Hairstyles made bold fashion statements in 18th century Europe. For the wealthy and fashionable aristocrats, it was a time for what would now be called extreme styles among men and women competing at court for the favour of the monarch. One element seemed to be common for men and women: long hair.
The Fontange Hairstyle
The first years of the 18th century had women wearing the Fontange hairstyle. Named after a French noblewoman, this hairstyle included the use of a headdress, up to a foot or more in height and adorned with lace and ribbons. The aristocrat's hair was artfully piled atop the head around the headdress.
Around 1715, hairstyles became less elaborate, more natural and closer to the head. Hair was often parted in the middle, curled or pulled back into a cap, with flowing curls adorned with ribbons, lace and flowers. Around that time men started wearing powdered wigs while women powdered their hair.
The Rise of Big Hair
In the mid-to late 1700s, big hair was the fashion, with women like Madame de Pompadour and Marie Antoinette leading the charge. The Fontange style was fairly elaborate, but later in the century, hair took off into the huge and iconic hairstyles of the 18th century. Hair was once again piled high on top of the head. It continued to be powdered, but this time, women resorted to other means to give the illusion of abundance on their heads, including hair from servants or pets to augment theirs. This supported even more fabric, ribbons or other decor. At its extreme, these creations also held props like birdcages with stuffed birds, miniature frigates or even more fabric and decor.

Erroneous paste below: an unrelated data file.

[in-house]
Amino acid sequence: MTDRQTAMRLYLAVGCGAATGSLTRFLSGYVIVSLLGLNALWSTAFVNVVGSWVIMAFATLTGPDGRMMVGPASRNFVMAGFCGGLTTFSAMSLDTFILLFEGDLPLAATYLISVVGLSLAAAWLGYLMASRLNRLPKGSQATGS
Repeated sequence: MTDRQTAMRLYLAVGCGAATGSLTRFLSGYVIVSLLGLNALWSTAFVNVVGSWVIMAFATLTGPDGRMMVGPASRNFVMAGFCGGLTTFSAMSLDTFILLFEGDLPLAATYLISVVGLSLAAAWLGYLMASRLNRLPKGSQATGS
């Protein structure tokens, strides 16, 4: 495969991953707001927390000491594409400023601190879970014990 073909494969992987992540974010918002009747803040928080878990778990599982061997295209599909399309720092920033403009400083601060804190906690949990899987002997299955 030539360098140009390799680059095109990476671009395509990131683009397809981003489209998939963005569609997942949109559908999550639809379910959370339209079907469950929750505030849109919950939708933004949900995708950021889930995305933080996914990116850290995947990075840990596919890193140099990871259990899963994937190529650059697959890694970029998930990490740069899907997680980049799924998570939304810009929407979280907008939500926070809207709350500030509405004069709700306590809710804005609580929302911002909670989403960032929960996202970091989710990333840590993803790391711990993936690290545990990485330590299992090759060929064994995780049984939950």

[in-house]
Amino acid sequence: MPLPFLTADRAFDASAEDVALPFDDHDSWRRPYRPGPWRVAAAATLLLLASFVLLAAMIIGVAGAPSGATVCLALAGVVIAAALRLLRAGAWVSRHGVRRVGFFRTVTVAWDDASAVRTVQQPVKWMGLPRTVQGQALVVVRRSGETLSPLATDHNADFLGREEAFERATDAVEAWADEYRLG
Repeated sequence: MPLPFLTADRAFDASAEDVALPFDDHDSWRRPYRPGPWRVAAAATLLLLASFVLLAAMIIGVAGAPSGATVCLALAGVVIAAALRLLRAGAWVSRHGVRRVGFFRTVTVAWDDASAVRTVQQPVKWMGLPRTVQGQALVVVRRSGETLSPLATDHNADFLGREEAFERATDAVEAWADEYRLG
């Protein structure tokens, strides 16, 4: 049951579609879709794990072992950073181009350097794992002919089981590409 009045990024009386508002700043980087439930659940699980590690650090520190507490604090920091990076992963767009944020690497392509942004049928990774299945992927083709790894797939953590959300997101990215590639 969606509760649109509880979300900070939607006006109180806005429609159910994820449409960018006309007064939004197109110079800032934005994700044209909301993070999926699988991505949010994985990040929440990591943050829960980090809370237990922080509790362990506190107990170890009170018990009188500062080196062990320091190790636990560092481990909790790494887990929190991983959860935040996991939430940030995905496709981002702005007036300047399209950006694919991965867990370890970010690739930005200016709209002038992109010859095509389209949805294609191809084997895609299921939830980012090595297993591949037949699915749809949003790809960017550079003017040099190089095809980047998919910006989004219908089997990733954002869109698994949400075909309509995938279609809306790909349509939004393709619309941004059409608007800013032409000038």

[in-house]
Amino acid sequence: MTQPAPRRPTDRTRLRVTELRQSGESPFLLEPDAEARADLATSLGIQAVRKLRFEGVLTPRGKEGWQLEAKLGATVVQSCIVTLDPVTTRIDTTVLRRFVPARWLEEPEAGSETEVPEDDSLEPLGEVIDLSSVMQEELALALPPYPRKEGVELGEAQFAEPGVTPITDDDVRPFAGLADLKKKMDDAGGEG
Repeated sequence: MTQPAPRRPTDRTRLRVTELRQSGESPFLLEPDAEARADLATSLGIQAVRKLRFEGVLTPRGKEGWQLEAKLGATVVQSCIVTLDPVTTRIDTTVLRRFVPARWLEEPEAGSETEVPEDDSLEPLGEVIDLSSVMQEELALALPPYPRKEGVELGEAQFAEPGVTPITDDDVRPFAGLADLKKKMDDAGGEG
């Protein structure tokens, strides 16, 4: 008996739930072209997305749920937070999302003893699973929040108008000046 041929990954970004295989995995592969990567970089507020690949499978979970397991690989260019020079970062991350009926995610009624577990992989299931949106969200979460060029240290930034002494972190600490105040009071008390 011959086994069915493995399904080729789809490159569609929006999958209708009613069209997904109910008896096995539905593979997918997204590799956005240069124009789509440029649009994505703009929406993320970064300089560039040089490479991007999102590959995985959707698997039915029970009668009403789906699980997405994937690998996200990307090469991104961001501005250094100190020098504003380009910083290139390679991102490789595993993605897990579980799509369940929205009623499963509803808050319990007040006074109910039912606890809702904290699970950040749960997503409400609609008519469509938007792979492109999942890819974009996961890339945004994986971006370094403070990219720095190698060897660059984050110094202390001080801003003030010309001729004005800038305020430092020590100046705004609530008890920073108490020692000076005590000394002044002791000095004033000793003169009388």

The time it took to put together these works was extensive, and they were meant to be worn for a few days or more than a week. With so much decoration and infrequent washings, as baths were still considered unhealthy, women's hairstyles often became hosts for parasites including lice.
The powdered wig was the standby for the fashionable European man of the 18th century. Men, according to their rank and what they could afford, wore wigs made of both animal and human hair. The wealthy wore long wigs, often powdered, that portrayed the illusion of an abundant head of curly hair. Others who couldn't afford the luxury of a long wig and all the time it took to curl and powder it, wore shorter versions, a style that was brought over into the New World. Various wigs, styled into a braided ponytail, also became popular late in the century.
The Focus on Hats
Hats became very popular late in the century as well, accompanying the enormous hairstyles of the women and the slower-evolving styles of the men. As focus shifted onto hats and political strife turned the common people against the fashionable French aristocracy, hairstyles diminished in size, elaboration and ornamentation.
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